Jeannie Hutchison                                                                                         SA1974.12.8

Gavin Greig, the Aberdeenshire collector remarked that this Irish song had long been popular in Scotland.  This is not surprising since it was one of many broadsides published at “The Poet’s Box”  in Dundee.   Jeannie sings just a fragment of it to the tune her mother used for it – one which is very similar to a version collected by James Duncan, Greig’s colleague, from Robert Alexander of Culsalmond parish near Huntley in 1906 (Grieg–Duncan Folk Song Collection vol. 5, pp. 399 and Roud Index. No. 266). We’ve added some of the extra  verses to help make sense of the narrative.  They are compiled from other versions in the Grieg–Duncan Collection.

[As I walked out one evening all in the month of May
Down by the banks of Claudy I carelessly did stray
I overheard a fair maid in sorrow to complain
All for her absent lover, that ploughed the raging main.]

Oh if my Johnnie he were he’d shield me from all harm
He’s on the banks of Claudy all in his uniform.
Da-ra da-da-ra-rannie and Johnnie is his name,
All for a faithless lover an’ Johnnie is his name.

I boldly stepped up to her and put her in surprise
I own she did not know me, I being in disguise.
I said “My pretty fair maid, my joy and heart’s delight
How far d’you have to wander, this dark and dreary night?”

“Kind sir, the road to Claudy will you be pleased to show
And pity the distress-ed, for there I mean to go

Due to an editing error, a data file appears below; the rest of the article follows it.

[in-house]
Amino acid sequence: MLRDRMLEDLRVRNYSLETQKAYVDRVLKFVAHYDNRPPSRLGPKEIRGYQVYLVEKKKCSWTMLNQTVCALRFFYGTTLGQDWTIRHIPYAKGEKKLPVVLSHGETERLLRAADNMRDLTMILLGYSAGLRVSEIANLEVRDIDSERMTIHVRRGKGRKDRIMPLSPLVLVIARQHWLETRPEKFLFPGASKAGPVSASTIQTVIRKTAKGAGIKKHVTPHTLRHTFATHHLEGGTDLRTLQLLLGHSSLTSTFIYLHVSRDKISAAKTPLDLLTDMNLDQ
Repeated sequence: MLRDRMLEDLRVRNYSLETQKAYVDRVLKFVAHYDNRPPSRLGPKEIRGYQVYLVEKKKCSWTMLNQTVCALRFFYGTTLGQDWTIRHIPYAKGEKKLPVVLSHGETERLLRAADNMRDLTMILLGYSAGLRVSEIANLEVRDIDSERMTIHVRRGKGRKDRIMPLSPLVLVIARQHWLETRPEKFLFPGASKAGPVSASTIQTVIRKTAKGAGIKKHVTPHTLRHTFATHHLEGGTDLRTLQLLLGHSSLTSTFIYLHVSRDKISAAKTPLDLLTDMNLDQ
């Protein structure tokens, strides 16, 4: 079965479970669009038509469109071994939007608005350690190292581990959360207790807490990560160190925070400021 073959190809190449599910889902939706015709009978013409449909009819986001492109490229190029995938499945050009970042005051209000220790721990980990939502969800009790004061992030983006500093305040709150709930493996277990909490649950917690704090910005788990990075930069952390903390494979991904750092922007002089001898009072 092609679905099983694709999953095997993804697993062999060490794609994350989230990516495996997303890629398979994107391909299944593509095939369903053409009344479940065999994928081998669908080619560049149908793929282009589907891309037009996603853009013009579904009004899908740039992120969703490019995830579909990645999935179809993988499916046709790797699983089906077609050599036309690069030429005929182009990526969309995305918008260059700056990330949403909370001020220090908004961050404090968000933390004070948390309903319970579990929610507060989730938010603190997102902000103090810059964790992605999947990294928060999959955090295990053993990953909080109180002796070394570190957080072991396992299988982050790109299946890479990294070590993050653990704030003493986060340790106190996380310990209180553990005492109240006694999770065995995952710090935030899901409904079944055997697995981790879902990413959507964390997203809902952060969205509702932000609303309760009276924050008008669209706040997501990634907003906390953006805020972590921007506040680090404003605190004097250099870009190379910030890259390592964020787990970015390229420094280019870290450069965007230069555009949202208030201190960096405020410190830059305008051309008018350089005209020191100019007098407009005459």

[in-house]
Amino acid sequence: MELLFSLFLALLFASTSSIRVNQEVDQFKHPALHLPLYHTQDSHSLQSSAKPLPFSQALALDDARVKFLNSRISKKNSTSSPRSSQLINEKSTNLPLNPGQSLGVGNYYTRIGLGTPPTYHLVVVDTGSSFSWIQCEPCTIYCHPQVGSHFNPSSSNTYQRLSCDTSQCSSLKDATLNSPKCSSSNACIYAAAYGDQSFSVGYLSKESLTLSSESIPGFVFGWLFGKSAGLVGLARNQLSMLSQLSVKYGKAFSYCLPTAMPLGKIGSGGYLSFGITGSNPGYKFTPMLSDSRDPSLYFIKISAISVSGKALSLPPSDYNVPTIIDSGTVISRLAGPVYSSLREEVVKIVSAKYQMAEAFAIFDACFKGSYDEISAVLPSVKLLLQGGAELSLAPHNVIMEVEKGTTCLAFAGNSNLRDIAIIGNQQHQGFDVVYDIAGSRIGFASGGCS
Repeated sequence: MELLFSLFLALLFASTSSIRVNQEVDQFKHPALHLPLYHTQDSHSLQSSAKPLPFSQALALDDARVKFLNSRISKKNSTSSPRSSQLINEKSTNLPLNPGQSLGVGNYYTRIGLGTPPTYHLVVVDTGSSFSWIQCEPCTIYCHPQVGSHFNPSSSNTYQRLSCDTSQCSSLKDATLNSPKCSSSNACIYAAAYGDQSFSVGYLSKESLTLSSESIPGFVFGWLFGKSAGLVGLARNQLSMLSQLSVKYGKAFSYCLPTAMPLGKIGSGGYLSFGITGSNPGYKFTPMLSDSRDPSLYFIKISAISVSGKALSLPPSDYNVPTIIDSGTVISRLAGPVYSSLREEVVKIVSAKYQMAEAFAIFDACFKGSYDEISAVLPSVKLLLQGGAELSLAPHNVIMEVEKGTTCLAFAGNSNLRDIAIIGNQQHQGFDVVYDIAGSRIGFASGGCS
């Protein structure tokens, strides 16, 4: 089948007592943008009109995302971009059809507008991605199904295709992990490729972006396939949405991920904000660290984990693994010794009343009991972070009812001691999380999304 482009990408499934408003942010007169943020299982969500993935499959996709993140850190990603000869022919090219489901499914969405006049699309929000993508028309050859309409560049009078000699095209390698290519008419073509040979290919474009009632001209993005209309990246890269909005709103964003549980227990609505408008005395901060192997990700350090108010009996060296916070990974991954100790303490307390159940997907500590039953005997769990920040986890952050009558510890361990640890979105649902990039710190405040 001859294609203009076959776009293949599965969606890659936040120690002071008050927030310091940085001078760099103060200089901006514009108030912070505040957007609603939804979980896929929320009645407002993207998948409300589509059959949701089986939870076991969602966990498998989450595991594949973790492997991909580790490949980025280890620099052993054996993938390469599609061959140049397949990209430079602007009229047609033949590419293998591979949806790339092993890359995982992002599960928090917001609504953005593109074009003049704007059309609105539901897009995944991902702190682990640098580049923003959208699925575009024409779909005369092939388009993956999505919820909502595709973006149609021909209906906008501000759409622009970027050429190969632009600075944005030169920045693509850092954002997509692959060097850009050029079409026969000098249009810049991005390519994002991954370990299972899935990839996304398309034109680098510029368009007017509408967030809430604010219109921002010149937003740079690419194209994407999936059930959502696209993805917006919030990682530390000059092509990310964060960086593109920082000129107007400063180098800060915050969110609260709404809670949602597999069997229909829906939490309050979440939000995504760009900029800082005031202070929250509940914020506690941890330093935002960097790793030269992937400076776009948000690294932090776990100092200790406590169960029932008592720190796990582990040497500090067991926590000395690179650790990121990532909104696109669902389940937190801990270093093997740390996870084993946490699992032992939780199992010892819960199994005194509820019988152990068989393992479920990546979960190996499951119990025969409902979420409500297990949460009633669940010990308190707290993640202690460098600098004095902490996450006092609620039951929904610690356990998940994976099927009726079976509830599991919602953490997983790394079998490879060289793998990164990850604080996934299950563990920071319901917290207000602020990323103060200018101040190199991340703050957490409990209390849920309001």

In search of a faithless young man, and Johnnie is his name
And on the banks of Claudy I’m told he does remain.”

[“This is the banks of Claudy fair maid on where you stand
But don’t depend on Johnnie for he’s a false young man
Oh don’t depend on Johnnie for he’ll never meet you here
But stay with me in the green wood, no danger need you fear.” 

“If Johnnie he were here this night he’d keep me from all harm,
But he’s in the field of battle all in his uniform;
He’s in the field of battle, his foes he doth defy
Like a royal king of honour he’ll gain the victory.”

 “Its ten long weeks and better since Johnnie left the shore
He was crossing the wide ocean where lofty billows roar
Gin a be true they tell to me your Johnnie he is lost
And on the wide ocean his body it is tossed.”

When she heard this dreadful news she flew into despair
With the wringing of her hands and the tearing of her hair
“Since Johnnie’s gone and left me no other one I’ll take
Thro lonesome groves and valleys I’ll wander for his sake.”

Its when he saw her faithful heart no longer could he stand
He took her in her arms saying Betsy I’m the man
Saying Betsy I’m the young man, the cause of all your pain
And since we’ve met on Claudy’s banks we’ll never part again

This couple they got married now in splendour as we hear
And Johnnie’s got his Betsy and Betsy’s got his dear
And Johnnie loves his Betsy above all womankind
And since they met on Claudy’s banks they ne’er did part again.]